Everything has gone as well as can be expected so far. Actually it's been quite easy, and all my fears have been unfounded. Everyone has been very nice and the touts haven't bothered me too much. They are so polite when they try to scam you. You end up saying things like "No, thank you sir, I would not like to give you a large sum of money to guide my to the station, but thank you for your concern." I haven't slept since Monday, but that's nothing I didn't expect. It is VERY hot and humid here, probably 105F at least.
The most harrowing experience that I expect to have for the entire trip happened, of all places, in the Amsterdam airport. There was a long line waiting to get into the gate about an hour before the Delhi flight. They were interrogating everyone, looking for smugglers or troublemakers I suppose. When it was my turn, a skinhead looking Hollander asked me all kinds of questions about what I was doing. He was pretty rough. He wanted to know everything about what I did and why I am going to India and why I am travelling alone. I answered the best I could. He said "You look very nervous, why is that?" It was right out of a movie (we have ways of making you talk...) I told him that I am always nervous because I have so much stress on the job. He grilled me about that for a while. I started to feel dizzy and actually felt like I was going to faint. It was a very weird feeling that I have had only on very rare occasions when I feel completely freaked out. I actually started to black out. He said that he would have to see his boss about me. I was ready to sit down or I thought I would fall down. That probably wouldn't look too good right now, I was thinking. Then he came back and told me that I was OK to go. Then I just went into the gate and sat down until I felt better. Man, that was really a weird thing to happen.
Oddly enough, I feel completely at ease in India and am really enjoying it. It is very much like Guatemala, but more so. I've got to learn to look to the right instead of left when crossing a road (they drive on the other side), and to use my right hand for everything.
The flight to Delhi was fine (except for having to watch "The Mummy"). I called the Sunny Guesthouse, a hotel recommended in my guidebook, from the airport. "Do not believe what anyone tells you, we are open," the manager told me. I caught a taxi outside the airport, gave the driver the name of the hotel, and headed out at midnight. We drove for 45 minutes, then stopped in front of an "official" tourist information office. "Please come inside for free information and maps of Delhi," the driver says. I had read before leaving about the various scams that the taxi drivers use to get you into their "friend's" hotel, where they receive a commission (which is added to your bill by doubling the price). I told him that I would wait in the cab, and please take me to the Sunny Guesthouse. He went inside and two people came out who tried for 20 minutes to convince me to stay at a hotel just down the street. In the end, I told them that I was meeting someone at the Sunny Guesthouse. I actually expected them to say, "Yes sir, I spoke to your friend and he told me that he would meet you at my hotel," but instead, with a look of defeat, he told the driver to take me where I wanted to go. About a block away he dropped me off outside the hotel, and I went inside. I could have simply walked, but they have the advantage: you're in a strange city in the middle of the night, you don't know where you are, and you're very disorientated. This happens to everyone, and most people end up giving in. Some pay a hundred dollars for their first night in Delhi. Fortunately, this was to be the only time on my trip that I felt like I was being taken advantage of. Nearly all Indians deal honestly, although sometimes aggressively, with tourists.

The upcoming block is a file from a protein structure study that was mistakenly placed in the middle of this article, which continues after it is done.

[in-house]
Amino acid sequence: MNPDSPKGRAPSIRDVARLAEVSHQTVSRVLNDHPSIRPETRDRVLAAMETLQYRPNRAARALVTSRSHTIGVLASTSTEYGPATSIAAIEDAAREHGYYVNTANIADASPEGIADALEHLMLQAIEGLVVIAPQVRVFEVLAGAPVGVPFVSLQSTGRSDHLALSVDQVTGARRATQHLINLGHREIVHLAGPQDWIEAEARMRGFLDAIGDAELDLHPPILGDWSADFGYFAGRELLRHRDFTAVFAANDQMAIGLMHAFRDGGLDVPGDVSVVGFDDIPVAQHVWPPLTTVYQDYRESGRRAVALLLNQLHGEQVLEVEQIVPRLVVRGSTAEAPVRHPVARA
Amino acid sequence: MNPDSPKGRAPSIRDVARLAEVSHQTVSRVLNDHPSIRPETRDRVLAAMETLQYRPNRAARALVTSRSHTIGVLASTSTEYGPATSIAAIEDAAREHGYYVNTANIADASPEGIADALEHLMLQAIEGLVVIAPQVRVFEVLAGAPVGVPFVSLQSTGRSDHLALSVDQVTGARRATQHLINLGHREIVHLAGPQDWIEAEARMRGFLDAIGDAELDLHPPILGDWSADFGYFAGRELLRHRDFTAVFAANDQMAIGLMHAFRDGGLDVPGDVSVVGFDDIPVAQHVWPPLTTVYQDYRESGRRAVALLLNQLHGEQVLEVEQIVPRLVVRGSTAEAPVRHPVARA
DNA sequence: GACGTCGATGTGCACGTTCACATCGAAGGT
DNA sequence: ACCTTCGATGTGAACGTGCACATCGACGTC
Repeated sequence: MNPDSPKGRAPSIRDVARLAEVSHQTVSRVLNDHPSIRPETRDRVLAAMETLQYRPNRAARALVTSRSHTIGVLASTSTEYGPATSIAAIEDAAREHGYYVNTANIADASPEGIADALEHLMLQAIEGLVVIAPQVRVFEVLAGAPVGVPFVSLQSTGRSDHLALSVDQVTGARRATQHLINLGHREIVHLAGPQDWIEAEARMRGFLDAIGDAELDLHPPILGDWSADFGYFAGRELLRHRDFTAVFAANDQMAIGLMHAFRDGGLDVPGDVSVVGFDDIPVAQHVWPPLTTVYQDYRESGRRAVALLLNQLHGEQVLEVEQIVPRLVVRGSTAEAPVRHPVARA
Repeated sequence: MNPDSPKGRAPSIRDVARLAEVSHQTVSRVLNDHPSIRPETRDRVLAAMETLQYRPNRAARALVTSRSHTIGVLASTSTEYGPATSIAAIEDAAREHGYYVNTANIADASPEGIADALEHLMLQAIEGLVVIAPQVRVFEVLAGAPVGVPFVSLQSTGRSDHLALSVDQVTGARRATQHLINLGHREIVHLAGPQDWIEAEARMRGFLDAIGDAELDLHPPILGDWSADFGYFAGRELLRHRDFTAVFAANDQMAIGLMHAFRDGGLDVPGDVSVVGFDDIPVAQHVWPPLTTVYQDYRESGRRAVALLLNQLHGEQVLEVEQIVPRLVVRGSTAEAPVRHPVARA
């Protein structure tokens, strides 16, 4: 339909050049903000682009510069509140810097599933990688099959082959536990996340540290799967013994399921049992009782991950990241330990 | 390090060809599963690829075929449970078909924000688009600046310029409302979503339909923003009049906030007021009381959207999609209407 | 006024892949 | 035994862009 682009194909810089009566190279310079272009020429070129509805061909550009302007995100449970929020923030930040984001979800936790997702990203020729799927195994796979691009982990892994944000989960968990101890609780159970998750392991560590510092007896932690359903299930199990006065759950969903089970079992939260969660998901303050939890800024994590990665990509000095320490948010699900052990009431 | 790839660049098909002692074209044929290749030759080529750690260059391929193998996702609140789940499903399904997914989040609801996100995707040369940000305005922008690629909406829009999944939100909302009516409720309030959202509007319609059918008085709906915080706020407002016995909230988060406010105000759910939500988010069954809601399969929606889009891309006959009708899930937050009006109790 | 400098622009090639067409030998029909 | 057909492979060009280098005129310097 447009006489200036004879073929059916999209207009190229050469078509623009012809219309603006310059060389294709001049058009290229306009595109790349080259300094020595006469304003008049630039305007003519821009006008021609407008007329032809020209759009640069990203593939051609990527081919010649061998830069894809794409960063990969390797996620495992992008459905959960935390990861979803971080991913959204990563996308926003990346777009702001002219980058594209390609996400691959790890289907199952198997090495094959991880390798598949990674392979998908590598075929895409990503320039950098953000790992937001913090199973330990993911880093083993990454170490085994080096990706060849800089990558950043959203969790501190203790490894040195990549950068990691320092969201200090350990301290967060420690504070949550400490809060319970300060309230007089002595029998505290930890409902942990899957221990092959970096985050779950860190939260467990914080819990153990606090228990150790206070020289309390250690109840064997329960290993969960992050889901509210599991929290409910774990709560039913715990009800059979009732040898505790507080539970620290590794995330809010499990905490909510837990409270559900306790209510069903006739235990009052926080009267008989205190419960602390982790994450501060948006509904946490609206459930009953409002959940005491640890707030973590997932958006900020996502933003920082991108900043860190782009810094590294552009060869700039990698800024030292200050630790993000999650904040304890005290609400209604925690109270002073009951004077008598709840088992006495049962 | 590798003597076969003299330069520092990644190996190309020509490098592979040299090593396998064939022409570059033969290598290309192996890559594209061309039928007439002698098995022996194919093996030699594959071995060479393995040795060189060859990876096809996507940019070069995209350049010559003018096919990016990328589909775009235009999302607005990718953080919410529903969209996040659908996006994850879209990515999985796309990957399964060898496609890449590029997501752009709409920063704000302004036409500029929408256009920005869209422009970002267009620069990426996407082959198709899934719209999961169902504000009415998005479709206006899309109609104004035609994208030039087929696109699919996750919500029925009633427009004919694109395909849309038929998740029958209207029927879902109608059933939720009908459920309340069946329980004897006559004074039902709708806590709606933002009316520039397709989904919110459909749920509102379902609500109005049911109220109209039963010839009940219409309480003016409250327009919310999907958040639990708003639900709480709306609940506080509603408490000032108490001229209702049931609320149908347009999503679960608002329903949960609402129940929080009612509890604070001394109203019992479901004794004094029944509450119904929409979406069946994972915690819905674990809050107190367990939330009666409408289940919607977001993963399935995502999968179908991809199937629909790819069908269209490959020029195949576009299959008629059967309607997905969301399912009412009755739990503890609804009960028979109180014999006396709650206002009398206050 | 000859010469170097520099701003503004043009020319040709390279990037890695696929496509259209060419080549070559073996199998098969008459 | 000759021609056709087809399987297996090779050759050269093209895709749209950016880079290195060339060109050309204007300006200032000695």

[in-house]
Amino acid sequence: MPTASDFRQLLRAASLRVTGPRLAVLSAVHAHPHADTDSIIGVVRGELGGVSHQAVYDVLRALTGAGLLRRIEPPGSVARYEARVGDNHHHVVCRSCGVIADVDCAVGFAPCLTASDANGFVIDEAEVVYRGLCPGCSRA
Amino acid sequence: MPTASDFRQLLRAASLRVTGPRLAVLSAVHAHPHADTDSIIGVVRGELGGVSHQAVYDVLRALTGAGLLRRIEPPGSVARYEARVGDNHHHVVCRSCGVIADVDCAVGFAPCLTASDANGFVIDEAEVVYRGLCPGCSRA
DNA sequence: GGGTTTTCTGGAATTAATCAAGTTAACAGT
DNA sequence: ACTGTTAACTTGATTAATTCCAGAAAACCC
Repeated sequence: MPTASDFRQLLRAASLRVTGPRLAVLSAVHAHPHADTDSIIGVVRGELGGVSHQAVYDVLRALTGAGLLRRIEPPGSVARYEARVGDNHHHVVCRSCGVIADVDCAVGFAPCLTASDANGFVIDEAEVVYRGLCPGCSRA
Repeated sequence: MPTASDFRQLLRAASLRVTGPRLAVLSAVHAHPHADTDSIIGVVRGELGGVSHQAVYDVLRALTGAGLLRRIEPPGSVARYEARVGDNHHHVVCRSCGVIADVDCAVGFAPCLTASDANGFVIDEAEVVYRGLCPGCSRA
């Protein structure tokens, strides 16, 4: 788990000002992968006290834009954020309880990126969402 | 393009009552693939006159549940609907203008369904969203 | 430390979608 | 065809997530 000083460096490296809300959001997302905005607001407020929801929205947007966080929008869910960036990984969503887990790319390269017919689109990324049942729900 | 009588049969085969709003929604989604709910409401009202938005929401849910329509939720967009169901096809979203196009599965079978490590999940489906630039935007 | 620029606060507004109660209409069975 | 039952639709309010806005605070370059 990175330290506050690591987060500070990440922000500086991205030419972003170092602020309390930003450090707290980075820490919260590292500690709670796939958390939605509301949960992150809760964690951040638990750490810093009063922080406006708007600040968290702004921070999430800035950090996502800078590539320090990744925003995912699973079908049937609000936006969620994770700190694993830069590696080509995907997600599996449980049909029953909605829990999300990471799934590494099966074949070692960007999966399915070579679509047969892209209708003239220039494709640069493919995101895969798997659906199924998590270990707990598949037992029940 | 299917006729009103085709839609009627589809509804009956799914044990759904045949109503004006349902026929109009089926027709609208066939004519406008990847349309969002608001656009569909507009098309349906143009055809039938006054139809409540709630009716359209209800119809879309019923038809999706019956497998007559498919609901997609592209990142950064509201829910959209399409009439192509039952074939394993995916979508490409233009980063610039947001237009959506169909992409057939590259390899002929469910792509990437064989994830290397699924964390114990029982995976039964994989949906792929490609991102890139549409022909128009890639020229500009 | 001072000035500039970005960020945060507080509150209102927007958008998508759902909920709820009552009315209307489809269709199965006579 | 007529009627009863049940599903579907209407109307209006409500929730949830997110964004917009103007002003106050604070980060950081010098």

It turned out to be a good backpacker's hotel. I got a cheap single room: 3 1/2 feet by 6 1/2 feet, with a naked bulb, a fan, a 1/2" thin mattress and a hard pillow. I, of course, wouldn't have it any other way. There is a rooftop area with tables and everybody hangs out up there. It is great to be travelling again. I had breakfast at the hotel with a group of Europeans that were going home today. One girl from London hitchhiked all over Tibet and said it was the highlight of her trip. Two other guys from Holland had brought their mountain bikes and biked from Leh in the north to Delhi. I hooked up today with Ben from England and we walked all over the town today. We got train tickets and cokes and ice cream. We'll hit the museum of modern art this afternoon.
I've got a train ticket for tomorrow night in a sleeper car. That will be a first. I'll be in Dehra Dun in the Himalayas by Saturday morning. It should be nice and cool up there. Hope to do some trekking, some mountain sightseeing, who knows, maybe go hang-gliding with the Dalai Lama. I have heard that he is on a world tour now. If not, then I'll head up to Dharamsala and try to see him. If he's out of town, I'll just check out the Tibetan community up there.
It is true -- The cows of India just wander around wherever they feel like, especially in the roads. They'd probably let them wander into the hotels and restaurants if they had a mind to do so. They're kind of like high-school kids after school is over who don't really have anywhere to go, so they just hang around. If I saw a cow with baggy pants and a Walkman, I wouldn't be surprised.